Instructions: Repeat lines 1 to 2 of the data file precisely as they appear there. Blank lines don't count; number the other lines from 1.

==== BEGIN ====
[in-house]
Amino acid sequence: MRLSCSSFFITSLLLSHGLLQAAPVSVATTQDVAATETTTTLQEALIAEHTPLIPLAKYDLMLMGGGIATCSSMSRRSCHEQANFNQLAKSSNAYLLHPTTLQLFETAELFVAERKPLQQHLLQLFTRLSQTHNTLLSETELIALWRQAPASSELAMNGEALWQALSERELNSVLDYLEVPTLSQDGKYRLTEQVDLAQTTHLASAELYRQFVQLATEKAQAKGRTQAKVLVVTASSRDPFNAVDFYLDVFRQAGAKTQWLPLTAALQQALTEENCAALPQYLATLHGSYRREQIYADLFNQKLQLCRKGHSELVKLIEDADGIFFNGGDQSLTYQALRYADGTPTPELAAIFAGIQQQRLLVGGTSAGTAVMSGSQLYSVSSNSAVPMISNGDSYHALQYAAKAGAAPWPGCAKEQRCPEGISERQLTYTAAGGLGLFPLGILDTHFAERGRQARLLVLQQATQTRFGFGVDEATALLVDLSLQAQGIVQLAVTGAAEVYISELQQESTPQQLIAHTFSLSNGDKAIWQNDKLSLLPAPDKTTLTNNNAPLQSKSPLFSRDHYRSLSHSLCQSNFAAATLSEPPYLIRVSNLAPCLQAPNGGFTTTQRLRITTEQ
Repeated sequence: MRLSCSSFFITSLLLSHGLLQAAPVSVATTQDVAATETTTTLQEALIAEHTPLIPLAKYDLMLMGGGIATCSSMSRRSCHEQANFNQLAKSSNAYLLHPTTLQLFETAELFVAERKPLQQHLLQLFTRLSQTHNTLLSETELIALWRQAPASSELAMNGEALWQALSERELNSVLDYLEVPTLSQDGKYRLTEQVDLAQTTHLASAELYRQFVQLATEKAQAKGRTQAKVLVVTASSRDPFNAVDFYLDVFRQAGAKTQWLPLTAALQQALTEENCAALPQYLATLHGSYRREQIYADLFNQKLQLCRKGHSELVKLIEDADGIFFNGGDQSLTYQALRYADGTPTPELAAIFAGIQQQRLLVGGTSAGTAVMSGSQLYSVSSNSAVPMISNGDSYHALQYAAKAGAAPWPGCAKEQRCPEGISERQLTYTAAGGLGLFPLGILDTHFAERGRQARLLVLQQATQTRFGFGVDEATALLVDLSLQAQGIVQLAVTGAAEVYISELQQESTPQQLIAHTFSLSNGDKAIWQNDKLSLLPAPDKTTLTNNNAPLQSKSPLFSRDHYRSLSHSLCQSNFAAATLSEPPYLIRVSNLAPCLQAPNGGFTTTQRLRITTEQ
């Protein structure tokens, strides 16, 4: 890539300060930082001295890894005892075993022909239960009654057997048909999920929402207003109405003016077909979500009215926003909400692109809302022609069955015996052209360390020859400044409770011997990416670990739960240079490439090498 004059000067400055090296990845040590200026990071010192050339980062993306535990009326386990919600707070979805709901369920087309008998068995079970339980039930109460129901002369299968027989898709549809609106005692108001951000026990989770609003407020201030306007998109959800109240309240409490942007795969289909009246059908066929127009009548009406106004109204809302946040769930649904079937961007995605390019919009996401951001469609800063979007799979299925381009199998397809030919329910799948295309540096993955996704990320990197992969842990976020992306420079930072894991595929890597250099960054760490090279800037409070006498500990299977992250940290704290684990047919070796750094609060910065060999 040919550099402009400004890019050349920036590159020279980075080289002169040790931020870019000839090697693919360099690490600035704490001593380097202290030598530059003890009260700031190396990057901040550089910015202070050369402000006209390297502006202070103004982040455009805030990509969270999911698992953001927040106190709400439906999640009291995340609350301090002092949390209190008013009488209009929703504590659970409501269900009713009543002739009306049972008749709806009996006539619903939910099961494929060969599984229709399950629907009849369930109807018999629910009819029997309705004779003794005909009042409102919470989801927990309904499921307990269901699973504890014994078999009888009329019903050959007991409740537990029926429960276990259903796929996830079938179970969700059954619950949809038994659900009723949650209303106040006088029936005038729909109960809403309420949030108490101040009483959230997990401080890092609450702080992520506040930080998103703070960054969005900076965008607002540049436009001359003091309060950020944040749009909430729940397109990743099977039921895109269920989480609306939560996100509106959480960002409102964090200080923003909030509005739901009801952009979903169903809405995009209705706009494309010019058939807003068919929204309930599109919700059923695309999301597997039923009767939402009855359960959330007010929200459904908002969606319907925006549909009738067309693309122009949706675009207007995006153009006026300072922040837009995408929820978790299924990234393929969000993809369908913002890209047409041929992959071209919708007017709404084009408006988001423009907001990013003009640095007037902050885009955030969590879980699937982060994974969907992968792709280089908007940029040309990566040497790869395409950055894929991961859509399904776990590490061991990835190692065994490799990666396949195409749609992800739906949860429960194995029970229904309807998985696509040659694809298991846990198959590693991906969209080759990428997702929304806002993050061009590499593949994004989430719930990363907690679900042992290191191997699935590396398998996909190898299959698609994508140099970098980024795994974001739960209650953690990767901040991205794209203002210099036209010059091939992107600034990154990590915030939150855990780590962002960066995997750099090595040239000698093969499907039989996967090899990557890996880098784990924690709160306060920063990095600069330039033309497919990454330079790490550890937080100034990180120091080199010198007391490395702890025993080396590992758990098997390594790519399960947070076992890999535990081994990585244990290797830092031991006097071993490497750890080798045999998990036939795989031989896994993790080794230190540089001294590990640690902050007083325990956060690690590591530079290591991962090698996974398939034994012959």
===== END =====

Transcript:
[in-house]
Amino acid sequence: MRLSCSSFFITSLLLSHGLLQAAPVSVATTQDVAATETTTTLQEALIAEHTPLIPLAKYDLMLMGGGIATCSSMSRRSCHEQANFNQLAKSSNAYLLHPTTLQLFETAELFVAERKPLQQHLLQLFTRLSQTHNTLLSETELIALWRQAPASSELAMNGEALWQALSERELNSVLDYLEVPTLSQDGKYRLTEQVDLAQTTHLASAELYRQFVQLATEKAQAKGRTQAKVLVVTASSRDPFNAVDFYLDVFRQAGAKTQWLPLTAALQQALTEENCAALPQYLATLHGSYRREQIYADLFNQKLQLCRKGHSELVKLIEDADGIFFNGGDQSLTYQALRYADGTPTPELAAIFAGIQQQRLLVGGTSAGTAVMSGSQLYSVSSNSAVPMISNGDSYHALQYAAKAGAAPWPGCAKEQRCPEGISERQLTYTAAGGLGLFPLGILDTHFAERGRQARLLVLQQATQTRFGFGVDEATALLVDLSLQAQGIVQLAVTGAAEVYISELQQESTPQQLIAHTFSLSNGDKAIWQNDKLSLLPAPDKTTLTNNNAPLQSKSPLFSRDHYRSLSHSLCQSNFAAATLSEPPYLIRVSNLAPCLQAPNGGFTTTQRLRITTEQ